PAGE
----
Support Maine Lakes Society on Giving Tuesday, December 3, 2019 

Giving Tuesday started in 2012 as a way to counteract the commercialism and materialism of Black Friday and Cyber Monday. It’s a global  “generosity movement” powering nonprofits all over the world not just on one day in December but throughout the entire year.

Please make Maine Lakes Society party of your Giving Tuesday donations by clicking the “DONATE NOW” button to the right. Your dollars support work to keep Maine’s lakes clean and healthy, not just today but in the years to come.
  • Our educational programs are being revised and expanded over the winter so they can reach more youth and more adults in more places across the state. Educating the next generation of lake stewards is one of our many goals that helps protect the future of Maine’s lakes.
  • Our LakeSmart program continues to expand across the state, with 2020 poised to be the biggest year ever. With a solid base of funding from the state and a new LakeSmart manager starting in January, the program will continue to grow and assure that more homeowners on more lakes reduce run off and erosion to protect water quality.
  • Our work to nurture and support our member lake associations with resources and services helps ensure that they can do their important work on the frontlines of lake conservation.
  • Our work in Augusta advocating for clean water rules  has enjoyed success in the 129th legislature and with the Mills administration, but more work needs to be done. There are always forces out there looking to reduce shoreland zone protections and water protection standards. We must work with our conservation partners and our grassroots advocates to keep our good laws on the books and make our weak laws better.

Join us today to put your donation dollars to work for Maine’s lakes! Thank you!!


Our 2019 Fall/Winter Newsletter is Here!

To print a PDF or read on your computer, click here.

Photo by Ryan Burton

 


We’re wrapping up our slate of LakeSmart trainings for the year and had an amazing day in Unity on Aug. 10 with a new crew of enthusiastic LakeSmart evaluators from several different lake associations! They’ll be out in their communities meeting with camp owners, working with them to reduce runoff and erosion and protect water quality and wildlife habitat for their lakes. Want to find out more or get your association involved with LakeSmart? Learn more here.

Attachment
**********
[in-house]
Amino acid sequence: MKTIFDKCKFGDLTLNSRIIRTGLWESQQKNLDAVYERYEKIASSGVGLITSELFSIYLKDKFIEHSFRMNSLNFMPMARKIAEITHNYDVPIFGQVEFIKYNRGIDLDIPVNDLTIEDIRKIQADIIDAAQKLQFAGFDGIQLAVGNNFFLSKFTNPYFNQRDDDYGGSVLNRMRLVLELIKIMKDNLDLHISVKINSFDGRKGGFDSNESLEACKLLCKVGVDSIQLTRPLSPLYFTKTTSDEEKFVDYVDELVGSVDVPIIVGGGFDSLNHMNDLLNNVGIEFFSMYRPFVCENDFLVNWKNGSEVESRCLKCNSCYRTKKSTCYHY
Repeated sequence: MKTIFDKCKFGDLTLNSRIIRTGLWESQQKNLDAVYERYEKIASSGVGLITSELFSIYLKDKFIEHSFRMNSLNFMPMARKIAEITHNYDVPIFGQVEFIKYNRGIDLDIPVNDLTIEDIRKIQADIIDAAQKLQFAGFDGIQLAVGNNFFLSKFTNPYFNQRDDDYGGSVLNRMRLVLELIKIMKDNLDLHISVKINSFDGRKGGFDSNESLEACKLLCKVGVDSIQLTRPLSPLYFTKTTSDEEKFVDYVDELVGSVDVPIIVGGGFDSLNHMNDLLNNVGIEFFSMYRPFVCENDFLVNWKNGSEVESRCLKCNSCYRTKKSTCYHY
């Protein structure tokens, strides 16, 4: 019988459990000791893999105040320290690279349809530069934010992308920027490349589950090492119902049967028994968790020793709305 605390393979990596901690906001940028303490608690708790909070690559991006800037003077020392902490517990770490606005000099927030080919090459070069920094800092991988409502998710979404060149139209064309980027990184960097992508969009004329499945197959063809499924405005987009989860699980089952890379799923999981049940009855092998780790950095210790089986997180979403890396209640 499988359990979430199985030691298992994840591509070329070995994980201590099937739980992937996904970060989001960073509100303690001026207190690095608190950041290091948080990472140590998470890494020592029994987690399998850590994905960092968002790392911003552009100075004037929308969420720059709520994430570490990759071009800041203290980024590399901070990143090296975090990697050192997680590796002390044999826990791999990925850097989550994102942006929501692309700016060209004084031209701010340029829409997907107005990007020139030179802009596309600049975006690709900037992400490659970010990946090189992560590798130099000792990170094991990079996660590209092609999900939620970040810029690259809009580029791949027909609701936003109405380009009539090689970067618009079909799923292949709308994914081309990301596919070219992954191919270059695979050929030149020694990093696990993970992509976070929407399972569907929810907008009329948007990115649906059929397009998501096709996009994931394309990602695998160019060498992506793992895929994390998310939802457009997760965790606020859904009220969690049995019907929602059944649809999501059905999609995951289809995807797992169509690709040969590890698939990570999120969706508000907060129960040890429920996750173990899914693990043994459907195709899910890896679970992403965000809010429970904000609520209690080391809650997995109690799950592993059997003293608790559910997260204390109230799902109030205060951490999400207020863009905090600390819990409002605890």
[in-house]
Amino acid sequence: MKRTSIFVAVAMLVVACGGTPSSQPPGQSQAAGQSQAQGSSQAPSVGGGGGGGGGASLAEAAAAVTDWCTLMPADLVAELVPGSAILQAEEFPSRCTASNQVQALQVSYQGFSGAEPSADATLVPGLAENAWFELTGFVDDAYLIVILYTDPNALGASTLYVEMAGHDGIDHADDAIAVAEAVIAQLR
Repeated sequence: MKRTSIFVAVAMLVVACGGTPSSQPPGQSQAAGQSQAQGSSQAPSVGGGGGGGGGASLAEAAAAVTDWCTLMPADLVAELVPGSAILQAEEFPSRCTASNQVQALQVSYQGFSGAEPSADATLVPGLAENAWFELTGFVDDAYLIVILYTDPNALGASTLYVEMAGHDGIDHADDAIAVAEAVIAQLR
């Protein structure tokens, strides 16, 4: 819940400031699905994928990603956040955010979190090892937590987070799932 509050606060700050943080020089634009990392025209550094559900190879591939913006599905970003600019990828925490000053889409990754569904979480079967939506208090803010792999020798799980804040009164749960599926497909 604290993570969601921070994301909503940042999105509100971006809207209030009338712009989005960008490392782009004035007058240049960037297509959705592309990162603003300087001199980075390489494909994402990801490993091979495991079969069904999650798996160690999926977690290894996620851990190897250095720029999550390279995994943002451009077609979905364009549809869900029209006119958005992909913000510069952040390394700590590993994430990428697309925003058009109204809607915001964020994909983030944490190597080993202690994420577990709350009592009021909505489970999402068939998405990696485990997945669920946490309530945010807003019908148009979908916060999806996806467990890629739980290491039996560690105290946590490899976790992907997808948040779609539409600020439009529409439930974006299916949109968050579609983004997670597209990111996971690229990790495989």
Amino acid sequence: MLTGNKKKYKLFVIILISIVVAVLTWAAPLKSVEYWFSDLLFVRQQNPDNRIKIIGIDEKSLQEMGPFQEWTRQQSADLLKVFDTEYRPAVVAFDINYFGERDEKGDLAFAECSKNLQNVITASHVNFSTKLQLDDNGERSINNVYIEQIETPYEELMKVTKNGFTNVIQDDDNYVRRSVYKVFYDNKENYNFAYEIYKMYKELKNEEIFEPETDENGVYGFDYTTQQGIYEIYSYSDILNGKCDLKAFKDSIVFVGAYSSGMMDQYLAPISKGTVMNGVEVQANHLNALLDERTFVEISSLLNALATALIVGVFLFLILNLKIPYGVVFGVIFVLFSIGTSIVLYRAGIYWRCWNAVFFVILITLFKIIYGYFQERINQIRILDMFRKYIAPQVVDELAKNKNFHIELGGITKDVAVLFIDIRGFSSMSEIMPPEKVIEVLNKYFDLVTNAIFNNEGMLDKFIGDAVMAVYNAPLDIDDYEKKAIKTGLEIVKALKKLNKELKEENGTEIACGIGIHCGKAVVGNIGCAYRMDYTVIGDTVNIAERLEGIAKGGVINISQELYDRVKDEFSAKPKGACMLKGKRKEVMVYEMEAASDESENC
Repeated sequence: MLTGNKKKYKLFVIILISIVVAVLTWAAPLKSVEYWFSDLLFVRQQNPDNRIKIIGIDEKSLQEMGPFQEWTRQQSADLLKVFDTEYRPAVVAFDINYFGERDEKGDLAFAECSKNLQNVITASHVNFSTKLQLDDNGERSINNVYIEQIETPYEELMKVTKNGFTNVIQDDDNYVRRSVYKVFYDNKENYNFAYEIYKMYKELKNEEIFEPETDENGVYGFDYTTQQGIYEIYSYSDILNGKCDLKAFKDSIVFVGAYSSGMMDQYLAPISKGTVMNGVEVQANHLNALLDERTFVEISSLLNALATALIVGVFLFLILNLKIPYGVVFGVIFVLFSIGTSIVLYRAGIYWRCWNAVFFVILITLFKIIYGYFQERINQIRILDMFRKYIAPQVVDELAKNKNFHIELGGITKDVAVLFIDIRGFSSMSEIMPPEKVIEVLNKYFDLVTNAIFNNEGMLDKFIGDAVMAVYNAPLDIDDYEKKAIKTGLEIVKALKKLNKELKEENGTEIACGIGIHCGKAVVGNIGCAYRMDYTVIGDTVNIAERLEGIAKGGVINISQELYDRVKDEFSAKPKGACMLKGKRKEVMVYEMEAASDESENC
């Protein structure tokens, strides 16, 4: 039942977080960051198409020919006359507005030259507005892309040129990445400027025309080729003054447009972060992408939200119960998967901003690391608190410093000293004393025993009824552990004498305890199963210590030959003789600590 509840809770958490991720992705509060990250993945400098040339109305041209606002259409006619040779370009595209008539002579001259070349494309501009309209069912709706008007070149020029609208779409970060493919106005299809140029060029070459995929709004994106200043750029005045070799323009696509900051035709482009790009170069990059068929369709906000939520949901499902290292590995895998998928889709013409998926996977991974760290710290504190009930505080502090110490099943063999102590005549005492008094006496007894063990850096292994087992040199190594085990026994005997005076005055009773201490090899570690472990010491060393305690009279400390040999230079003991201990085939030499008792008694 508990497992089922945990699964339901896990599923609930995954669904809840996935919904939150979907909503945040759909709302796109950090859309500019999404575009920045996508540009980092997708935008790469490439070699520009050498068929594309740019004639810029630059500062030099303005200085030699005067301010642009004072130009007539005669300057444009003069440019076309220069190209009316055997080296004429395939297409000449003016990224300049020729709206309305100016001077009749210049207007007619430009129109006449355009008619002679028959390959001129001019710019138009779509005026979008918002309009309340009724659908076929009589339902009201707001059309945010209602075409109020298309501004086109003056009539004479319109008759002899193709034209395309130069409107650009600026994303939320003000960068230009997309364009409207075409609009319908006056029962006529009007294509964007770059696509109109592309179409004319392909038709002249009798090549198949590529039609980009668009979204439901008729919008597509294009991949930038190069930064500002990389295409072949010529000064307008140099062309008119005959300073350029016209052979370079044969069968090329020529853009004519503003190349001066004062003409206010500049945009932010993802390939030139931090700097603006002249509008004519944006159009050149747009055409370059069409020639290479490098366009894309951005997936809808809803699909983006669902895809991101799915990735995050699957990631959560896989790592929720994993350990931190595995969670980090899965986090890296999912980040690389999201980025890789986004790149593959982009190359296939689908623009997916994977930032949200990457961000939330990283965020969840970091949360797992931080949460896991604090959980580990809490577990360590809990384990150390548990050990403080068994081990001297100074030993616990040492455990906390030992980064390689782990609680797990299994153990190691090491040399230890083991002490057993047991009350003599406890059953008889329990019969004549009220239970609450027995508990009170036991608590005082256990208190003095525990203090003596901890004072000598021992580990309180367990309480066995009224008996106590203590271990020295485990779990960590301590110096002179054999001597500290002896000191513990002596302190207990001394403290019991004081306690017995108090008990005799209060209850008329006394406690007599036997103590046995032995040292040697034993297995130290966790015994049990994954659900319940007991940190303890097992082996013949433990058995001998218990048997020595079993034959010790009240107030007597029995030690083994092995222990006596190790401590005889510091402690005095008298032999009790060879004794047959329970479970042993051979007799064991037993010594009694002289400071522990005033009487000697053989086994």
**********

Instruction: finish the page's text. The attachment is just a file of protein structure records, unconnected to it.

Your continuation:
in • sid • • ous

By Maggie Shannon

/in’sidēəs/
adjective
proceeding in a gradual, subtle way, but with harmful effects
synonymsstealthy, sneaking, indirect, treacherous

Nonpoint Source Pollution (NPS), the leading cause of lake impairment, is insidious. By definition, NPS is diffuse, minute and gradual in its encroachment on water quality. Public naïveté and the sequestration of gathering impacts in deep lake waters may obscure the drastic outcome from observers until the ultimate drop in dissolved oxygen beneath the thermocline kills fish or yields a bloom like that pictured here. Make no mistake, though not inevitable, this unimaginable future is possible for any lake in a developing watershed, however clear its water may appear today.

In 1998, the head of Lake Assessment at the Maine Department of Environmental Protection informed my lake association we had maybe 20 years to avert serious damage to water quality in Great Pond. Although it hasn’t bloomed yet, its area of anoxia at depth is 35 times greater than it was in 1983, and professionally guided research suggests we haven’t long to wait. Two upstream lakes in our chain of ponds bloom and a third is flirting with it at fall overturn. One of these three was treated with aluminum phosphate in 2018 and had a summerful of clear water for the first time in 30 years. It cost the community $2,000,000 and in the words of the primary fundraiser, “It was worth every penny.” This is no doubt true, but the fix is time-limited and may need to be repeated around 2040.